Iggy & The StoogesShake Appeal

For much of the record, it’s a painful sonic assault on the ears, even during the two ‘ballads’, one on each side, where the guitars somehow still manage to creep into dog-bothering levels of pain.

Shake Appeal, above, surfs above the racket like the noisiest garage band in the world having their first go at a Motown track, all Jagger-pouting handclaps and barking yelps, Iggy’s skinny backside (what waist size was he? 24″? A chunky 26?)  bending and jerking like  a pipe cleaner in time to the fuzz bass, the Four Tops if they were fighters, not lovers. It’s a sloppy, angry, petulant, white riot of a record. Quite fantastic, of course. Beautiful music wrapped in a beautiful sleeve. What’s not to like?


*Bonus Track!

Iggy Pop Wild America (Long Video Version)

Here‘s Iggy’s on take on it all.

Most likely to succeed. 9th Grade.

10th Grade, formed Iguanas! High school rawk bayund!

An audio autobiography, if y’like.


Larry, Moe, Curly and Iggy

I was watching the BBC’s fairly decent Alan Yentob-presented 3 part documentary on the history of the guitar last night. The Johnny Marr bit was excellent. You’ll find it here. Learn how to play ‘There Is A Light..’ from the man himself! Iggy Pop was also on, waxing lyrical about how being a guitar player was all just about being a bit of a prick (!) He must know something I suppose, and given that The Stooges only recently became friends again, he may be right.

Ron Asheton was the bit of a prick he was referring to. At the tail end of the 60s he was the proto-punk, perma-shaded, primal riffmeister on ‘The Stooges’ and ‘Funhouse’,  The Stooges first 2 albums. By the mid 70’s, James Williamson’s introduction as co-writer and lead guitarist had relegated Asheton to bass playing duties on the Bowie-assisted and aptly named ‘Raw Power’. To these ears, the riffs became less prowling and menacing as a result. Iggy talks about writing the riff for ‘Search & Destroy’ here. It’s very funny. Johnny Marr rates ‘Raw Power’ highly, and while it’s still a fantastic record, for me it’s just shaded by the first two albums, in particular ‘Funhouse’.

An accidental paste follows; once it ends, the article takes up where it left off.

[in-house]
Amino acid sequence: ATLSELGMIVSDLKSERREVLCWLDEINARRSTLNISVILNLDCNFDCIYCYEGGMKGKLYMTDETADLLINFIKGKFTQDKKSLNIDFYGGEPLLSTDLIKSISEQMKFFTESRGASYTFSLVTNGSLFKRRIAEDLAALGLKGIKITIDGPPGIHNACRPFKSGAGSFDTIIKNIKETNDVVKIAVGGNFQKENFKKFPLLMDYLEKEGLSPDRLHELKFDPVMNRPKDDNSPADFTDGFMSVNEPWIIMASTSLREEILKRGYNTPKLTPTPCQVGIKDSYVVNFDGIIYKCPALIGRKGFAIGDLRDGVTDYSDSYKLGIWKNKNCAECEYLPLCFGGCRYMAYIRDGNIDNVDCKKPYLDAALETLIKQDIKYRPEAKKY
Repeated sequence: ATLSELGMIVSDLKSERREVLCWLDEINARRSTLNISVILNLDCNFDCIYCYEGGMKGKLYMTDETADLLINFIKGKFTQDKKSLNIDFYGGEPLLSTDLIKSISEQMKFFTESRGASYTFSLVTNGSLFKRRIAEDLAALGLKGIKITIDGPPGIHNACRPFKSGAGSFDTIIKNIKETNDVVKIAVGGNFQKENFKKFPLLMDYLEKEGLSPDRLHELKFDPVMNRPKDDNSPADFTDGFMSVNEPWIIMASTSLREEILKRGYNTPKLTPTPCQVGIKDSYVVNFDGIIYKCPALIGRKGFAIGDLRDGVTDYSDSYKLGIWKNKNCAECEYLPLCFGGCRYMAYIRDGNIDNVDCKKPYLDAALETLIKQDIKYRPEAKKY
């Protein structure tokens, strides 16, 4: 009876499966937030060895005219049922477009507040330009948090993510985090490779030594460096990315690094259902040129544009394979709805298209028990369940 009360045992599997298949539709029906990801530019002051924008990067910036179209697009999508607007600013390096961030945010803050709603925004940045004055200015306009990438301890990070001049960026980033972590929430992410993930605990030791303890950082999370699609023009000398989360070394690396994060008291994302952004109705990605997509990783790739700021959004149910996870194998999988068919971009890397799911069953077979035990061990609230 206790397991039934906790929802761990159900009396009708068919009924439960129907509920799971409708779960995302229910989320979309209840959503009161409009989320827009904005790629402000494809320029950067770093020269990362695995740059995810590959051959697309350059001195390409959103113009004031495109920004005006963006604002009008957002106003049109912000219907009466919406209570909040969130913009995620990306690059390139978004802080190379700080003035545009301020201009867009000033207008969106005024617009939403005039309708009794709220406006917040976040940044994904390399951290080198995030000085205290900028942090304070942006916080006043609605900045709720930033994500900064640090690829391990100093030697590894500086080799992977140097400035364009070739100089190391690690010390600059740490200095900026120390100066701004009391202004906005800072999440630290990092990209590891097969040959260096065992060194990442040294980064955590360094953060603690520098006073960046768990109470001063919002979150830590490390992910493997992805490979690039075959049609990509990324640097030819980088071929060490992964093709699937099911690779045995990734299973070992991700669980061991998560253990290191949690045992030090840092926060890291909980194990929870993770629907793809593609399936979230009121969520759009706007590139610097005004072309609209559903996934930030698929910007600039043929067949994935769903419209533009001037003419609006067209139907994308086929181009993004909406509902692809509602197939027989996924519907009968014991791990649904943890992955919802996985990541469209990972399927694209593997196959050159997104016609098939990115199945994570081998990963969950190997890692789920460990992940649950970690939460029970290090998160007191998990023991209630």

When I first got broadband I went absolutely nuts, downloading anything I could get my hands on. Well, not anything. I wasn’t interested in the latest Bloc Party album (is anyone?) or The Doors back catalogue (I’d buy that), but I actively sought out hard-to-find gems. I was in heaven when I found the Complete Funhouse Sessions, a 7 CD set that presented in chronological order every take of every track that The Stooges recorded for Funhouse. Plus all the studio chatter you could want. “Someone’s guitar string was ringing on that one!” moans Iggy at one point. Clocking in at 7 hours and 52 minutes long, it’s not the sort of thing you’d want to play all day. Well, maybe you would. But it would drive you crazeeee. The box set was quickly out of print (only 3000 made for sale), so I had no qualms about downloading it.

Dipping into it now and again reveals wee bits and pieces I had never noticed before, and it gives you a great insight into how the tracks developed as the sessions continued. Some of the squaking sax that made the final cut isn’t on these sessions. Other tracks had the squaking sax and wah-wah mayhem taken off before the final album was sequenced. Much as I love them, Spacemen 3 clearly made a career out of re-hashing these cast offs. Much of this is uneasy listening. In fact Mrs Pan hates this stuff when I play any of it, so I tend to keep it for when I’m washing the floor. Mop in hand, I’ll strut about like Iggy. Only, with my trousers on.  Here’s some of my favourite outtakes.

Down On The Street (take 2)

Fun House (take 1)

Loose (take 3 – false start)

Studio chat regarding drum roll in ‘Loose’

Loose (take 4)

See That Cat aka TV Eye (take 1)

1970 (take 1)

now go and get yer mop!